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In ‘Colours of her Heart,’ which Mallika describes as “a plea to heal the world of gender wars,” she is in her element—using her prodigious talent in the evocative art form of Bharatnatyam to tug at the audiences’ hearts. (Photo: Jasveer & Hemant Shah, magicdustphotography.com)

Her concern with the issue of gender is twofold, and much of her work over time has been dedicated to highlighting the gender fault lines in society. “[Boys] are raised to “not cry” but “be a man,” to not feel and to not have any natural human emotional qualities…. “Be a man” is probably the most disastrous words you can speak to your growing son. Since he is trained “not to cry,” he lets out [emotions] in a myriad of negative ways, such as drugs, anger, deep hatred, etc. Correspondingly, girls are raised in the strictest environment, restricted in so many ways suppressing their needs and wants, conforming to their caste and religion with dress code restrictions, behavior restrictions, etc. At some stage they are transplanted from their parent’s home to their husband’s, expecting pretty much the same. Their voice remains unheard in most cases—doing the greatest harm to our society and to the modernized world.”

Mallika believes that it’s the urban public—and women in particular—who need to critically examine their lives. “The rural woman across the world, albeit lesser educated, knows that she has to fight for her existence—her rights, since she toils the fields in the day, cooks, and takes care of her kids and so on, whereas the urban woman thinks that because she is educated, and dressed in modern clothes, carrying a branded handbag, that she is liberated. Frankly, she is not! She is the one that is confined to the morality of her society peers and pretends what is acceptable to them, including her spouse and other males, is okay with her. It is the educated that need help to find their true freedom since they are in shackles—just prettier ones. They need to raise their kids free of gender, religion, nationality, wealth, and all other biases that tie them down. It is for them that I have to wage this dialogue on a war footing.”

Another widely prevalent social malaise that disturbs her strongly is the human tendency worldwide to perceive the complexities of life from a binary perspective—male-female, black-white, rich-poor, and urban-rural, to name a few—a deeply flawed outlook that engenders prejudice, hatred, exclusion, and discrimination. “That is not what real life is!” she says emphatically. Her art strives to address these issues in a way that engages audiences in a deeply emotional way. Therefore, her art can be “entertaining, but certainly is not entertainment. I work to put art back at the center of life, as a meaningful reflection on life.” In ancient Indian culture, she says, the varied genres of art—classical or tribal or folk—had a purpose deeper than mere entertainment. “Music, dance, poetry, or even the arts on canvas or statues … always influenced the society or suggested reform.”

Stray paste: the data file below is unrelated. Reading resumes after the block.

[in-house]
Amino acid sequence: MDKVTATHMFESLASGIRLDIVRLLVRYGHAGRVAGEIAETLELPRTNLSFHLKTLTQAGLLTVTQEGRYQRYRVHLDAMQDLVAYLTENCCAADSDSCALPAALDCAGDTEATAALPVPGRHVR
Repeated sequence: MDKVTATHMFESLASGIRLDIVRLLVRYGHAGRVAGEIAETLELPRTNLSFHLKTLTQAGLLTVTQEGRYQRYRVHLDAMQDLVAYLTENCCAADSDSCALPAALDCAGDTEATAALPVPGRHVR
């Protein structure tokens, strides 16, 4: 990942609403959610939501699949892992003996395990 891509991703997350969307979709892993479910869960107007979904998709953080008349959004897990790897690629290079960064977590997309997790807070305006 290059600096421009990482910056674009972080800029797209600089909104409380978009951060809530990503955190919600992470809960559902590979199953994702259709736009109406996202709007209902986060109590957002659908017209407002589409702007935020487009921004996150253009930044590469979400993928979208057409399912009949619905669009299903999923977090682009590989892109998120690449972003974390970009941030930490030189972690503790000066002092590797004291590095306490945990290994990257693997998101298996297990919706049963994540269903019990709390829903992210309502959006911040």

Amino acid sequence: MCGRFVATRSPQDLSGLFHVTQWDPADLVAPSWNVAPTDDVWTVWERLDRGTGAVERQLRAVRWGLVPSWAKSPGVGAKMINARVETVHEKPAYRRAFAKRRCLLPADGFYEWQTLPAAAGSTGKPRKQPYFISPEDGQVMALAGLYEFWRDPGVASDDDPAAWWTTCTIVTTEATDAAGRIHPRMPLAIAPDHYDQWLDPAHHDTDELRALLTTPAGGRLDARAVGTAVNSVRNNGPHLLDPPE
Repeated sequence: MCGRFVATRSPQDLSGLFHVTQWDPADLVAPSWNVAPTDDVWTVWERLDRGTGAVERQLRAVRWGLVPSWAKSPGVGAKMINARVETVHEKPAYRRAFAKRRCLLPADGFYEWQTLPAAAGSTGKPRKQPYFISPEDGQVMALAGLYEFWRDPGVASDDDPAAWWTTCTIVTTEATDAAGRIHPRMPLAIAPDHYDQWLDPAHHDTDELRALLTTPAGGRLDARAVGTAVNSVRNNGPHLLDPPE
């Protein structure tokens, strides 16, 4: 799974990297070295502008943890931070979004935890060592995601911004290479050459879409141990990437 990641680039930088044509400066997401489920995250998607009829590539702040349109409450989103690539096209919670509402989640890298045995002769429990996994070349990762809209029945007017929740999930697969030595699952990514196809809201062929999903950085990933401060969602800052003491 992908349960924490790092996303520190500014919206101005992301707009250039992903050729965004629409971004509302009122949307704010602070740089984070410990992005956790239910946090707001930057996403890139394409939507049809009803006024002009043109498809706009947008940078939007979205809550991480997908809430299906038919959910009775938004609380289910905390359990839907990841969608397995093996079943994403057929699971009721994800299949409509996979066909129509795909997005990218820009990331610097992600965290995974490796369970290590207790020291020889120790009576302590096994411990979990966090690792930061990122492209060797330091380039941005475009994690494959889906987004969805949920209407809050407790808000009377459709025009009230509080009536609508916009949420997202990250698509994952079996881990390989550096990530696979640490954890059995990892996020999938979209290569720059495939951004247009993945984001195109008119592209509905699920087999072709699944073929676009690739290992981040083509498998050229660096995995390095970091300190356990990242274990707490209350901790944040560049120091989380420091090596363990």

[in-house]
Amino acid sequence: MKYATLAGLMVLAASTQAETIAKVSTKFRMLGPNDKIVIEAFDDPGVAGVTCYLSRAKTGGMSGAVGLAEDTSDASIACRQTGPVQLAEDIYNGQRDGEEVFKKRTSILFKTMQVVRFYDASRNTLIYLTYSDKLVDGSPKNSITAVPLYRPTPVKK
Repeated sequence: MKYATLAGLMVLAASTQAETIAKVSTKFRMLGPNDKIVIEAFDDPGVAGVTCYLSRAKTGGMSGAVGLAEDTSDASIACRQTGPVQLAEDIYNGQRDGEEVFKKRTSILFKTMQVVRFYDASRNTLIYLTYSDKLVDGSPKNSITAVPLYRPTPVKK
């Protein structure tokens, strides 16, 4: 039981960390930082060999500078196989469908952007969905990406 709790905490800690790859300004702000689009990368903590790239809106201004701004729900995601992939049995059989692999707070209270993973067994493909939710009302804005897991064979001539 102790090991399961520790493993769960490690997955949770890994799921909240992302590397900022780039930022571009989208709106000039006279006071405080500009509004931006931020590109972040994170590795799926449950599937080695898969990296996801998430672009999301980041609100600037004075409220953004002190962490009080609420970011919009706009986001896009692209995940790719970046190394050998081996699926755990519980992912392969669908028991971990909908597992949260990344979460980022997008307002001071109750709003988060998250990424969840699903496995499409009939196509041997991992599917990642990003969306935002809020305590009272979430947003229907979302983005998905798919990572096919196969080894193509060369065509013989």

Mallika’s passion for excellence, her strong beliefs, and tenacity notwithstanding, how easy or difficult is it to draw audiences in an India that’s besotted with commercially produced entertainment? Mallika’s response reflects her practical grasp of social realities. “Although my work is for general audiences—young, old, all genders—we do not expect hundreds of thousands to attend as the appeal is largely on a one-to-one basis. The fact that we get attendees is because we have been able to combine entertainment with a strong social message. There is something that happens with live performance that is special. The voice we create and present remains with the attendee for a lot longer than after the show ends. It stays with them. If we can alter the thought process of the few that attend, they will share and talk and influence others.”

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Through several powerful vignettes the dance-drama highlights the plight… and triumph of women in a still persisting archaically patriarchal society.

The impact of her theatrical productions—and their embedded values—has not gone unnoticed. “Sita’s Daughters” so impressed Sharad Pawar, the then Chief Minister of Maharashtra, that he passed an order that all sitting judges in Maharashtra must watch the production. Similarly, says Mallika, “All students at Shreemati Nathibai Damodar Thackersey Women’s University (SNDT) in Mumbai—the largest women’s university—for years were expected to see and write about the performance. That is what we expect from of our performances—transformative change in the viewers, who then become change agents themselves.”